You might not think much about how your air conditioner operates, but it needs refrigerant to keep your house fresh. This refrigerant is subject to environmental rules, as it contains chemicals.
Depending on when your air conditioner was installed, it may use R-22, R-410A or R-32 refrigerant. We’ll discuss the differences and which air conditioner refrigerants are being phased out in Ellsworth, in addition to how these phaseouts affect you.
What’s R-22 and Why Is It No Longer Being Made?
If your air conditioner was put in before 2010, it possibly contains Freon®. You can learn if your air conditioner contains it by contacting us at 715-318-6728. You can also look at the name plate on your air conditioner condenser, which is located outside your home. This sticker will include details on what kind of refrigerant your AC needs.
Freon, which is also known as R-22, has chlorine. Scientists consider Freon to be bad for the earth’s ozone layer and one that prompts global warming. The Environmental Protection Agency, which manages refrigerants in the United States, banned its manufacture and import in January 2020.
I Have a R-22 Air Conditioner. Should I Replace It?
It varies. If your air conditioning is running correctly, you can continue to run it. With yearly air conditioner maintenance, you can expect your AC to run around 15–20 years. However, the Department of Energy reports that replacing a 10-year-old air conditioner could save you 20–40% on annual cooling bills!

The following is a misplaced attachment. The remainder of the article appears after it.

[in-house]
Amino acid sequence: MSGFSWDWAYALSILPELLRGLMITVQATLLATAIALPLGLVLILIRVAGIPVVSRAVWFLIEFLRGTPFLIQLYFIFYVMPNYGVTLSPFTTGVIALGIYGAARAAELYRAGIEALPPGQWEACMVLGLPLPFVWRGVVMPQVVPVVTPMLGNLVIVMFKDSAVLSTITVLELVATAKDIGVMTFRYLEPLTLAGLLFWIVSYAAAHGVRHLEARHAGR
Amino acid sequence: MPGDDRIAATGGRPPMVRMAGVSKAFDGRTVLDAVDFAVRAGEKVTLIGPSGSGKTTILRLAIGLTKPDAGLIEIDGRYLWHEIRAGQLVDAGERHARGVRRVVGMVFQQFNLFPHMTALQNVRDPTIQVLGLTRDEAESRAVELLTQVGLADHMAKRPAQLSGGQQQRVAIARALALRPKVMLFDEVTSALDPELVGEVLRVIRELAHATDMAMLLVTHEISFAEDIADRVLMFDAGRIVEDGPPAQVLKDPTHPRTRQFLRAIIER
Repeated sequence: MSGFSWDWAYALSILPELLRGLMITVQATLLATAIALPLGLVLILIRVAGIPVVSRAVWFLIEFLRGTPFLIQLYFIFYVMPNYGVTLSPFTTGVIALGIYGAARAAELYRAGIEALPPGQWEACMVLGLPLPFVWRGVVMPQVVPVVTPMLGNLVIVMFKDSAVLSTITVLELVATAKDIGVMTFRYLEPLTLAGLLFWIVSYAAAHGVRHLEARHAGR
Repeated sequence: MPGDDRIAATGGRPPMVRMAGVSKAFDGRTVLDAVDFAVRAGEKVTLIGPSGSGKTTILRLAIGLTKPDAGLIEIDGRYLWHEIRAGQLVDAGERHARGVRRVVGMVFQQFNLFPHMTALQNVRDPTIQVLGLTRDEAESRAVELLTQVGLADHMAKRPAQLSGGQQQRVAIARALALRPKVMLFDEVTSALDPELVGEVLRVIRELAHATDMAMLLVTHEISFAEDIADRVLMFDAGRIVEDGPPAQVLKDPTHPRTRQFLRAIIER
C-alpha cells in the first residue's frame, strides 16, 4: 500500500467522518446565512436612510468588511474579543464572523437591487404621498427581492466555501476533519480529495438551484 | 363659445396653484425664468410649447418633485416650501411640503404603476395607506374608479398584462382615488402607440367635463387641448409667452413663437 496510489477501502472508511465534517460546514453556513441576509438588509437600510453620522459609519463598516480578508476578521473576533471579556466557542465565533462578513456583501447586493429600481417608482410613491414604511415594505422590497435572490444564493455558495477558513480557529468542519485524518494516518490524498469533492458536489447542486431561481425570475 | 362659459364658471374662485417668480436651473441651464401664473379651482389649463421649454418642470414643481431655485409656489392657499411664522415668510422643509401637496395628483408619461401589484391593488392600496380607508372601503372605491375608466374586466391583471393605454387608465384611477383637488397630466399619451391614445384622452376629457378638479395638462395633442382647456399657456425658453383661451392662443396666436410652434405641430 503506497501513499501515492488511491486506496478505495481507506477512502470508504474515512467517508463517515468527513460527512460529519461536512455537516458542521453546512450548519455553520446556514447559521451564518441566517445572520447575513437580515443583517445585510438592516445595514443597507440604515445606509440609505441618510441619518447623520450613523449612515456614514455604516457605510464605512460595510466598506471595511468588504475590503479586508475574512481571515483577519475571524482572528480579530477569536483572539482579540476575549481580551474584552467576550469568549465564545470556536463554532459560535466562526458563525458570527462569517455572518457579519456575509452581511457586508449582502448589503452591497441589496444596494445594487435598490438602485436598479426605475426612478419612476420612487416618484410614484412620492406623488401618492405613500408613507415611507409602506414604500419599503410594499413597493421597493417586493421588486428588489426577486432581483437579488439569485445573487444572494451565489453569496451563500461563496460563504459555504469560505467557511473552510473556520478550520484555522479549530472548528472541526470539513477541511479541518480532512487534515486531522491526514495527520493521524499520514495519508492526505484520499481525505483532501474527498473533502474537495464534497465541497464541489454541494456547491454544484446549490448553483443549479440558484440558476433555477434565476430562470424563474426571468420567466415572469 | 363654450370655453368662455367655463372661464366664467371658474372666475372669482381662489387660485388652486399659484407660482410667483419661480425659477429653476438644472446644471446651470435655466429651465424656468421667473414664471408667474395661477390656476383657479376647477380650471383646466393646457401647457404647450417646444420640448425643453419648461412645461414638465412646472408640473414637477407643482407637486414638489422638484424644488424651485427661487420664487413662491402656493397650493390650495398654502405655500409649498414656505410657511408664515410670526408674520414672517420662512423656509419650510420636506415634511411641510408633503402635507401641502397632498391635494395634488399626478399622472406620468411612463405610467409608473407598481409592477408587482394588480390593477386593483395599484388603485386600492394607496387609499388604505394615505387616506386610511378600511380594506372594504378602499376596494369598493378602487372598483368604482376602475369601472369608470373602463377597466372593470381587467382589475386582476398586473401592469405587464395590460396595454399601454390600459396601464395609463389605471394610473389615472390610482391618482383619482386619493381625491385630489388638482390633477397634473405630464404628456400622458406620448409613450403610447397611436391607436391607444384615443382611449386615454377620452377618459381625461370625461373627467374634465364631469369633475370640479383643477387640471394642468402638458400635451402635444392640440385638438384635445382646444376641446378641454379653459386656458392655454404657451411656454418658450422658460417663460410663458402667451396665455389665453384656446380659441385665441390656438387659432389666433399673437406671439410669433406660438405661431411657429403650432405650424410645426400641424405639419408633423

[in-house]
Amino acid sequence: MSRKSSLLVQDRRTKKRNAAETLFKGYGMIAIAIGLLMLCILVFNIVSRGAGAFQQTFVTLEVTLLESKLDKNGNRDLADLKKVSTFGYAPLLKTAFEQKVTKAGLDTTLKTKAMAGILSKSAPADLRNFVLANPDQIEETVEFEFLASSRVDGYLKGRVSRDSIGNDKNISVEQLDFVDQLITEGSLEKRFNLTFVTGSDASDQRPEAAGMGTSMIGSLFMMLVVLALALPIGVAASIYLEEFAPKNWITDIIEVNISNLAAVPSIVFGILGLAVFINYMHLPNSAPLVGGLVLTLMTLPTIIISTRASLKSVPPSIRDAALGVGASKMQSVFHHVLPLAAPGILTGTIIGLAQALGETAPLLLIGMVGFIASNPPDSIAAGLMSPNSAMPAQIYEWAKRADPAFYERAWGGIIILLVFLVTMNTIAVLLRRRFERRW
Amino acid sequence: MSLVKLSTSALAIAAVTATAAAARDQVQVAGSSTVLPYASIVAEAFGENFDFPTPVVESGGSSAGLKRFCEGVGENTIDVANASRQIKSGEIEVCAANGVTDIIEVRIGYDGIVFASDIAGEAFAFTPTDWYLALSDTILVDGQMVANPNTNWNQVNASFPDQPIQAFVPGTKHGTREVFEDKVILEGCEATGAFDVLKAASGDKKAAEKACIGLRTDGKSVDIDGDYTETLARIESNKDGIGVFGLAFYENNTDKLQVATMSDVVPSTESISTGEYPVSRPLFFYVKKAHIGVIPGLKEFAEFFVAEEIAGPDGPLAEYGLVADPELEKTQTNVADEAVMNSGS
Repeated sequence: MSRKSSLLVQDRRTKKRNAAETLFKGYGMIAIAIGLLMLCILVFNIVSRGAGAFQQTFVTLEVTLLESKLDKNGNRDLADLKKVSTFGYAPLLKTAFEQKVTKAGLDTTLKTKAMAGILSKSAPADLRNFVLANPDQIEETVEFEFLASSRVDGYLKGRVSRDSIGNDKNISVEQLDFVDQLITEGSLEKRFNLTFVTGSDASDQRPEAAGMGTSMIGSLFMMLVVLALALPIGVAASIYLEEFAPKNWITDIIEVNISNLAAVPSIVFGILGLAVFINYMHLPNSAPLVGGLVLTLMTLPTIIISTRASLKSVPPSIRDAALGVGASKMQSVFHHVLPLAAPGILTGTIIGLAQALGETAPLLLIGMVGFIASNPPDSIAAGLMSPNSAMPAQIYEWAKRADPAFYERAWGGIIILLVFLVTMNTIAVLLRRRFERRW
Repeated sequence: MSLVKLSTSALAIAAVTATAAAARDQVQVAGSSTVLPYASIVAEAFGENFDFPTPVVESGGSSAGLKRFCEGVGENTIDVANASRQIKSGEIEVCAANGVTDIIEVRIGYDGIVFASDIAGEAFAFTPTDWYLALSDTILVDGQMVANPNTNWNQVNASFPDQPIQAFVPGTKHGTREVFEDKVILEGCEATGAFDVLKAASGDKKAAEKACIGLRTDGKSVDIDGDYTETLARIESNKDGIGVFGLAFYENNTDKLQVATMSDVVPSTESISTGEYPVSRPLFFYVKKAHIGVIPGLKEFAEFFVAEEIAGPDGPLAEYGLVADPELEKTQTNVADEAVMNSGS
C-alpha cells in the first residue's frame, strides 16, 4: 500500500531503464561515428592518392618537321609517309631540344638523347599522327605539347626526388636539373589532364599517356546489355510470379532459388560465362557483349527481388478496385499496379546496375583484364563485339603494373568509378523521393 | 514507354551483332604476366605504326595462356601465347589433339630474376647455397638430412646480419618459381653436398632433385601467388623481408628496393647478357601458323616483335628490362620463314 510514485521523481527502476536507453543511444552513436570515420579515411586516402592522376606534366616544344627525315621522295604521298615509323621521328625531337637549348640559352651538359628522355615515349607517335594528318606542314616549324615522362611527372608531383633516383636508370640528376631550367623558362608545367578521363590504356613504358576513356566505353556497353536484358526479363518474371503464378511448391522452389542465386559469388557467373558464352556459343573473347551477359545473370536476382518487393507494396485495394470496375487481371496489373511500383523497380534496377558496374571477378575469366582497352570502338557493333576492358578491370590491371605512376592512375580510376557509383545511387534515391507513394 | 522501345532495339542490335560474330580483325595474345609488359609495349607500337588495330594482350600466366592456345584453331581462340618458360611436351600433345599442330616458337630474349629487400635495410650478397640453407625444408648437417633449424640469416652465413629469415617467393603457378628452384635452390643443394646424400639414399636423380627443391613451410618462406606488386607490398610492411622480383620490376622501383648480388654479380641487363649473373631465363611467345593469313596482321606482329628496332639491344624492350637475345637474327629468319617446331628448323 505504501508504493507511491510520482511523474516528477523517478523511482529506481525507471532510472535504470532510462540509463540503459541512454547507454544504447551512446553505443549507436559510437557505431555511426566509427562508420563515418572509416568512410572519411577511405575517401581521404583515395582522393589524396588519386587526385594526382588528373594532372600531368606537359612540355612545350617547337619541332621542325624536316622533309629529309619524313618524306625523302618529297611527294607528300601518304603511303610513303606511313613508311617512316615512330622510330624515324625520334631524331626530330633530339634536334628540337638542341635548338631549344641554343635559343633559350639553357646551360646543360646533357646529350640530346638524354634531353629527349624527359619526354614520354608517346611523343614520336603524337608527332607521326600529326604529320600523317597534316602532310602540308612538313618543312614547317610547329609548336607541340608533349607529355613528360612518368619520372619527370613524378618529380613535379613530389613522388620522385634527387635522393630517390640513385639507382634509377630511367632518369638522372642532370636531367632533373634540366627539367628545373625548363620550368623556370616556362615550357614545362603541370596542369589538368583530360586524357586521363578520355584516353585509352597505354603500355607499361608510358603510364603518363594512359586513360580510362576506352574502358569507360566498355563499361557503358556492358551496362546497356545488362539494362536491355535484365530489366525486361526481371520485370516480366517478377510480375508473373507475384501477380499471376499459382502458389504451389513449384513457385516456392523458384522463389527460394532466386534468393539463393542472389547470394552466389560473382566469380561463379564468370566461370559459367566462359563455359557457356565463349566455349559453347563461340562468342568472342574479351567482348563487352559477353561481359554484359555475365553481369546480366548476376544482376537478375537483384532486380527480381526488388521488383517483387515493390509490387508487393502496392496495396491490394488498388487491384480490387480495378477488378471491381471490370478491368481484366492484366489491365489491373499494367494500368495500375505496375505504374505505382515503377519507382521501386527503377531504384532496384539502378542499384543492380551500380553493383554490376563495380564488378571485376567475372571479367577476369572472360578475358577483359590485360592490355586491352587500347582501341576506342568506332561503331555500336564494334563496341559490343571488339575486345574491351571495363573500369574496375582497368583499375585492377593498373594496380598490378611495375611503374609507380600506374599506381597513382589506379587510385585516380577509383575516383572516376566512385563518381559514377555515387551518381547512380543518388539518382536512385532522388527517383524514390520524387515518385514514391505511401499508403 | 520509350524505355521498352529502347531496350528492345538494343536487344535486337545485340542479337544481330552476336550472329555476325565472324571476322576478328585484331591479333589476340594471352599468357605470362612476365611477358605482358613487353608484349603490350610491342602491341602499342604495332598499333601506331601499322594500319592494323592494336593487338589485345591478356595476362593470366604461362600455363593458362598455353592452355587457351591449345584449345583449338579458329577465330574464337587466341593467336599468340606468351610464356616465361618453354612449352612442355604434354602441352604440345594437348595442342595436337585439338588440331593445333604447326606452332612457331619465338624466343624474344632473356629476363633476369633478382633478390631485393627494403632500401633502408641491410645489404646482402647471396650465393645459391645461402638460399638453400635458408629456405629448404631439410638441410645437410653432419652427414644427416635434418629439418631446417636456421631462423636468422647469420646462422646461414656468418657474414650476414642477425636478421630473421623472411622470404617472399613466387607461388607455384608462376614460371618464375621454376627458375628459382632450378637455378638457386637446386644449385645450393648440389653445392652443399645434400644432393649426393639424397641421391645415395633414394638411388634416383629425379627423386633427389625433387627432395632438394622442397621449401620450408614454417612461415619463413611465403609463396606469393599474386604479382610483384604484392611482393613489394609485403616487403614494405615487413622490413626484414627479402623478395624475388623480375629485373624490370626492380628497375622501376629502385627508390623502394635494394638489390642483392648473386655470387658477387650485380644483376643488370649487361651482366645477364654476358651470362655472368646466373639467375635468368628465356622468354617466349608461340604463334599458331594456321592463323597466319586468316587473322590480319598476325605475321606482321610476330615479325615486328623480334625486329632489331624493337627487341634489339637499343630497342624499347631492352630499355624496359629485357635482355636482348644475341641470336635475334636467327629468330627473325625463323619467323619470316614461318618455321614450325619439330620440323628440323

If you don’t install a new air conditioner, it might create difficulties if you have to have air conditioning repair later on, specifically for refrigerant. Repairs may be more expensive, since only reduced levels of recycled and reclaimed R-22 is available.
With the end of R-22, most new air conditioners now use Puron®. Also referred to as R-410A, this refrigerant was developed to keep the ozone layer strong. As it requires an incompatible pressure level, it isn’t compatible with air conditioners that rely on R-22 for cooling.
However, Puron still has the possibility to contribute to global warming. As a consequence, it could also ultimately be phased out. Although it hasn’t been communicated yet for residential air conditioners, it’s likely sometime this decade.
What Refrigerant Will Take Over R-410A?
In preparation of the phaseout, some companies have begun using R-32 in new air conditioners. This refrigerant rates low for global warming potential—approximately one-third less than R-410A. And it also lowers energy consumption by about 10%, according to the Intergovernmental Panel on Climate Change’s Fourth Assessment Report. That’s savings that could be forwarded on to you through your utility costs.
Walter's-Eaton's Electric, Plumbing, Heating & AC Can Assist with All Your Air Conditioning Needs
In brief, the changes to air conditioner refrigerant probably won’t impact you very much until you have to have repairs. But as we talked about beforehand, refrigerant-related repairs can be pricier since there are the reduced quantities that are accessible.
Not to mention, your air conditioner frequently malfunctions at the worst time, typically on the warmest day when we’re experiencing a lot of other calls for AC repair.
If your air conditioner uses a discontinued refrigerant or is getting old, we suggest getting an up-to-date, energy-efficient air conditioner. This provides a trouble-free summer and might even reduce your cooling expenses, especially if you select an ENERGY STAR®-rated model. Plus, Walter's-Eaton's Electric, Plumbing, Heating & AC offers many financing solutions to make your new air conditioner even more affordable. Contact us at 715-318-6728 to start today with a free estimate.